Anthropogenic threats to benthic habitats do not pose an equal risk, nor are they uniformly distributed over the broad depth range of marine habitats. Deep-sea benthic environments have, by and large, not been heavily exploited and most are in relatively good condition. In contrast, shelf and coastal habitats, and deep ocean pelagic fisheries, have been exploited extensively and human impacts here are locally severe. A critical point is that anthropogenic threats do not act in isolation; rather, they are cumulative and the impacts are compounded for every affected habitat. In general, the impacts of humans on benthic habitats are poorly understood.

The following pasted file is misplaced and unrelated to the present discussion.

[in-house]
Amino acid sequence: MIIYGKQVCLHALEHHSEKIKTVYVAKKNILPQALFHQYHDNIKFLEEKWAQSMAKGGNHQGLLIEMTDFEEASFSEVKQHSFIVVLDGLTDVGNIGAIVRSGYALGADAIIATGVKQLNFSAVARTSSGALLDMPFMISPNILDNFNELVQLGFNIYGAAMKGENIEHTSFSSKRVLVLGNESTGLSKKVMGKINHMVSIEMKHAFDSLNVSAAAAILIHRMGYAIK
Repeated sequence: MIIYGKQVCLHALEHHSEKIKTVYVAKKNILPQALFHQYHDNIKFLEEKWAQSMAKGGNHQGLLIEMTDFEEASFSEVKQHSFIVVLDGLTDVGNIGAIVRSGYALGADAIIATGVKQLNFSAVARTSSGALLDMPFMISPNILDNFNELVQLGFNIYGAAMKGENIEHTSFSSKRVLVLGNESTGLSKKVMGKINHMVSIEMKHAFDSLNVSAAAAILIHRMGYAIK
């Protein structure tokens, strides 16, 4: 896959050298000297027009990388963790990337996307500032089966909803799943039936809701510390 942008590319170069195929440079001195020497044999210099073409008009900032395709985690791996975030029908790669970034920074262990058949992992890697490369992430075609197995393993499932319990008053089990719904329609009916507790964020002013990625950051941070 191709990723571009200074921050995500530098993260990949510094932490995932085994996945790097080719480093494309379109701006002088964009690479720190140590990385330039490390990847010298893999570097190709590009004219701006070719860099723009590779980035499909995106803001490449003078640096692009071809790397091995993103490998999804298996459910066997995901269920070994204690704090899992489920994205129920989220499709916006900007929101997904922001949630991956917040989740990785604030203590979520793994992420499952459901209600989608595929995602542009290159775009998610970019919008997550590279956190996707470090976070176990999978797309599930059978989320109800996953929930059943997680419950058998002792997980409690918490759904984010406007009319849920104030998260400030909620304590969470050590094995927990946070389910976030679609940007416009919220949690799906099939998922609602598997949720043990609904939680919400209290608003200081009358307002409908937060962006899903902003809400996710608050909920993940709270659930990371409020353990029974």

Habitat mapping provides condition assessments and establishes baselines against which changes can be measured. GeoHab scientists ranked the impacts on benthic habitats from fishing as the greatest threat, followed by pollution and litter, aggregate mining, oil and gas, coastal development, tourism, cables, shipping, invasive species, climate change, and construction of wind farms. The majority of authors (84%) reported that monitoring changes in habitat condition over time was a planned or likely outcome of the work carried out. In this chapter the main anthropogenic threats to benthic habitats are reviewed in relation to their potential impacts on benthic environments.